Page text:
Saturday, August 20, 2016

The Cajun Navy

It's amazing how our electronics work today.  I'm reading an article over at the Indepentdent Journal about the fellow behind the Cajun Navy, Bob Gaudet.  This work wouldn't be possible without good communications and they've focused on two apps to help communicate, locate and rescue stranded people.
They are fueled by nothing more than a steadfast commitment to helping their neighbors and are using two apps to navigate their rescue missions — Zello, which is a central dispatch communication system and Glympse, which allows them to geolocate stranded victims.
And Facebook.  They're using Facebook.
We had a pregnant woman Tuesday night around 10:30 p.m. contact us on on Facebook saying her house wasn’t flooded, but it was on an island and isolated. We took the call — much like the hundreds of other stories like this — and we got her water. On our way back, we got a call there were three cats stuck on a roof and didn’t get back till 1 a.m. At least five guys I know.”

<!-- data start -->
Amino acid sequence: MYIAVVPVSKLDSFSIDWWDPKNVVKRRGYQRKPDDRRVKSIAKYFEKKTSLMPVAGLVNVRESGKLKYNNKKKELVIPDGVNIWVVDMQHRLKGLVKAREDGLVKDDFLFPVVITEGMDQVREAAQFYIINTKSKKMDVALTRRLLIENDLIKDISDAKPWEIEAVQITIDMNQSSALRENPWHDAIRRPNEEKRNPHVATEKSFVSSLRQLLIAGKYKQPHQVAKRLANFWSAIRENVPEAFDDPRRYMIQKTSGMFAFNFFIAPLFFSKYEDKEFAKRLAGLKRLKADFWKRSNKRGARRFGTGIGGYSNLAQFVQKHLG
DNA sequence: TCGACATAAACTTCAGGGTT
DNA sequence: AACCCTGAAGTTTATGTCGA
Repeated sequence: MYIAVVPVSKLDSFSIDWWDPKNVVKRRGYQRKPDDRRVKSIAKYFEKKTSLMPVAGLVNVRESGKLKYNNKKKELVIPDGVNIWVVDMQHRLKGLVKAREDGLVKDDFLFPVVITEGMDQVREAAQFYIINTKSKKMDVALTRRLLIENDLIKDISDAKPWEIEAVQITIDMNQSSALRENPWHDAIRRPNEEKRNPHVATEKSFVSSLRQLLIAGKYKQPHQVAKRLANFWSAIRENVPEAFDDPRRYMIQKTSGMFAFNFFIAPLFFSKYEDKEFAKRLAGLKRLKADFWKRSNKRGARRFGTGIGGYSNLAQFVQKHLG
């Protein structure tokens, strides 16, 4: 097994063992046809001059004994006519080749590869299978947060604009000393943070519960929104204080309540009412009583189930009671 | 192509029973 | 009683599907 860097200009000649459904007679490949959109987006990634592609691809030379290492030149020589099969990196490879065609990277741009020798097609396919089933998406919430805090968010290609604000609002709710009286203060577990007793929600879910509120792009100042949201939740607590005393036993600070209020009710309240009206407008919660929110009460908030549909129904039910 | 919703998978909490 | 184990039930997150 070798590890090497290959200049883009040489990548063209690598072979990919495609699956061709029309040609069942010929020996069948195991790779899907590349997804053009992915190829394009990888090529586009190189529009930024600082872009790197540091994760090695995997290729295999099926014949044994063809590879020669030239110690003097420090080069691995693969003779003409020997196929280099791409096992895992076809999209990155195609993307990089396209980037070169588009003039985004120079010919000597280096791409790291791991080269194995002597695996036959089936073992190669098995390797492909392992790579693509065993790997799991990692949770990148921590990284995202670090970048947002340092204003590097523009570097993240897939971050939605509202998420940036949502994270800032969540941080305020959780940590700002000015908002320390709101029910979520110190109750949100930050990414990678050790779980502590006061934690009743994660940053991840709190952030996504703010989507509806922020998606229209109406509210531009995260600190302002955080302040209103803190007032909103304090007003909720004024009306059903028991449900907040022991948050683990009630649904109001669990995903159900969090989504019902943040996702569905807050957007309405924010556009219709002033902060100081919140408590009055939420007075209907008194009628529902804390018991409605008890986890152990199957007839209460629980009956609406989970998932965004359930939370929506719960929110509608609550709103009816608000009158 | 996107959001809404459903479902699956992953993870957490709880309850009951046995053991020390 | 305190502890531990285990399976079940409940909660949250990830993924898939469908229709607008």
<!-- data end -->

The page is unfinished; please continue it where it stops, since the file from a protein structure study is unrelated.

Funny, how many of us see social media as having the potential to be destructive, or just plain old mean, but this group is using Facebook to save lives. Like any other technology, it's a tool.  How you use it depends on who you are.

The story is both heart-rending and heart-warming.  I'll link it again.  Go read the whole thing.

Update** I found what looks like a fairly legit Louisiana Cajun Navy page on Facebook.  Give them a like, and if anyone knows any others, mention them in comments.

1 comment:

Melissa Dezendorf said...

I tend to avoid social media but it has been invaluable this last week. AT&T failed completely in the midst of the flooding. I've used it all week to keep the wife of a police officer with AT&T updated when she couldn't find her husband (but he could call us because we have Verizon). I've used it to place animals, donate furniture locally, show up to sandbag a house. And a shout out to the Cajun Navy as well, those are some awesome folks! I've lost track of how many stories I've heard of the Navy hauling them out.